Assistant Professor & Chair of the Baker Lighting Lab, University of Oregon
Studio Coordinator and Instructor
The history of culinary education in the United States can be tied back to 1946, when the New Haven Restaurant Institute was formed by Frances Roth and Katherine Angell, two pioneering women who established a vocational training school for returning World War II veterans. In its first year, the Institute was composed of a dietician, a baker and a chef as supporting faculty and supported a class of 16 students. By 1951 the Institute had grown to several hundred students and was renamed to the Culinary Institute of America (CIA). After moving to Hyde Park in New York, the modern day CIA now contains teaching kitchens, an experimental kitchen and food laboratory, baking and pastry facilities, a library, a café, and a restaurant staffed by faculty and students. From its modest roots, the CIA has grown to include campuses in California, San Antonio, and Singapore and now offers a range of degrees at the Associate, Bachelor, and Master level as well as continuing education courses. Since the start of this first culinary school, the field of culinary education has evolved into several sub-fields, including culinary arts, baking and pastry, business and management, food sciences, and culinary sciences and nutrition.
In Oregon and Washington, existing culinary institutes include the Oregon Coast Culinary Institute (Coos Bay), the Northwest Culinary Institute (Vancouver), and the Cascade Culinary Institute (Bend). Lane Community College in Eugene offers programs in Culinary Arts and Commercial Cooking, Restaurant Management, and Commercial Baking and Pastry. With the end of the COVID-19 pandemic in sight, a surge of activity is expected in the restaurant and tourism sectors, with a growing demand for chefs. This growth in hospitality will coincide with the growing crisis of homelessness, which provides a stark contrast to the divide in economic advantage in the United States. A 2019 study showed that Eugene leads the nation in homelessness per capita, above Los Angeles  and New York City  and this was before the COVID-19 pandemic caused unemployment rates and eviction rates to soar. While many culinary arts schools contain a restaurant, staffed by student and faculty members who prepare high-end cuisine at discount rates, our Institute for Culinary Arts will partner with non-profit organizations like Food for Lane County to offer free meals for members of the Eugene Community who are experiencing hardship. This dichotomy of private education and community service will form the backbone of our Institute as we educate a new generation of chefs, nutritionists, and food scientists.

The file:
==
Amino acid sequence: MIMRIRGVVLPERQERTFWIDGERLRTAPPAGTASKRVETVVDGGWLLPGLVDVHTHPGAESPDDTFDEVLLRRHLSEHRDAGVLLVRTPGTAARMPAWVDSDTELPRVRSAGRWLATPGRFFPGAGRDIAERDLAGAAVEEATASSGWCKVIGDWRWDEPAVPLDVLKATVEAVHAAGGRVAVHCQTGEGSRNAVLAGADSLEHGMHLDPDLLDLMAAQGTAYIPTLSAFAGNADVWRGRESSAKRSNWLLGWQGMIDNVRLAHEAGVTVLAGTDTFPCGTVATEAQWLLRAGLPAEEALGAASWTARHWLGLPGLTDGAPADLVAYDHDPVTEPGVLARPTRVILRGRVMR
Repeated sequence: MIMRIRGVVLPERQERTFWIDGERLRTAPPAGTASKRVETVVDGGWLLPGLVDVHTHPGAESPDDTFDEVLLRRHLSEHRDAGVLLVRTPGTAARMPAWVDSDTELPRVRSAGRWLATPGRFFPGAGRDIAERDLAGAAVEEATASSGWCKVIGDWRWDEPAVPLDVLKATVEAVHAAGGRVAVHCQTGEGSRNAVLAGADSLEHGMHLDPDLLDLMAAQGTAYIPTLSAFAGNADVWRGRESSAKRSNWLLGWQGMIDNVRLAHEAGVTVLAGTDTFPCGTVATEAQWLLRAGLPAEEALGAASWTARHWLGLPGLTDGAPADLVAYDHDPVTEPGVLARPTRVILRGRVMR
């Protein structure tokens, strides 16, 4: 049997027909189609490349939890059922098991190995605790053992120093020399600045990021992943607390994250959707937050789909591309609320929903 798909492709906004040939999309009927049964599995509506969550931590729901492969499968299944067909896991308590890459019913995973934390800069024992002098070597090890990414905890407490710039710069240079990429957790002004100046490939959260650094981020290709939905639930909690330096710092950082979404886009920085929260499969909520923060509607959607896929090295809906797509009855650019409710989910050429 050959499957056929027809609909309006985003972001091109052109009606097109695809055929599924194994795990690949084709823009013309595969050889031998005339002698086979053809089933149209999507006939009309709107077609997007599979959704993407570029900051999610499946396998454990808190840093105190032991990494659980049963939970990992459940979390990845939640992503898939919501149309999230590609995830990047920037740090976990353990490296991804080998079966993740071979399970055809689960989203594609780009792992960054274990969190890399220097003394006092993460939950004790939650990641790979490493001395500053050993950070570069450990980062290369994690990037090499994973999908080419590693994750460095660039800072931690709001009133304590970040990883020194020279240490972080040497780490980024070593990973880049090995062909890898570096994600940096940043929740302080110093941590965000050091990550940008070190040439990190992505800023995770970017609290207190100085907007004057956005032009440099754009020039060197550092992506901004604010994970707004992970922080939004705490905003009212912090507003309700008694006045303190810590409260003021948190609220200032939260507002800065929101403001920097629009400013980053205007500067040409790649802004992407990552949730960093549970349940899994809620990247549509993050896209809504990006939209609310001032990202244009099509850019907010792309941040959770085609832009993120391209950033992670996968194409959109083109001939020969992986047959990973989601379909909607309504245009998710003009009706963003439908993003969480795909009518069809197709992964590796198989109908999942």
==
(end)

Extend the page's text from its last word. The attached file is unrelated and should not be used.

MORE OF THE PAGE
This term, our project proposes 35,000 sf of new construction in an urban site in downtown Eugene. The program includes food preparation & experimentation spaces (12,000 sf), learning & administration spaces (12,000 sf) and a community kitchen & nutrition resource center (11,000 sf). Each of these program areas supports a range of facilities with a mix of indoor and outdoor spaces. In addition to the programmed outdoor spaces listed in the description, the site must also include an outdoor community garden with a minimum of 15,000 sf and allow for sun exposure from the South. The site footprint is roughly 37,000 sf, which means that a building footprint must not exceed 60% of the site area.
2nd-year CORE II is the fourth and final studio in the required sequence before students advance to vertical elective studios. In addition to a more complex urban program, students are required to develop a strong concept, integrate a range of tectonic and environmental systems, and illustrate their work clearly through both 2D and 3D media.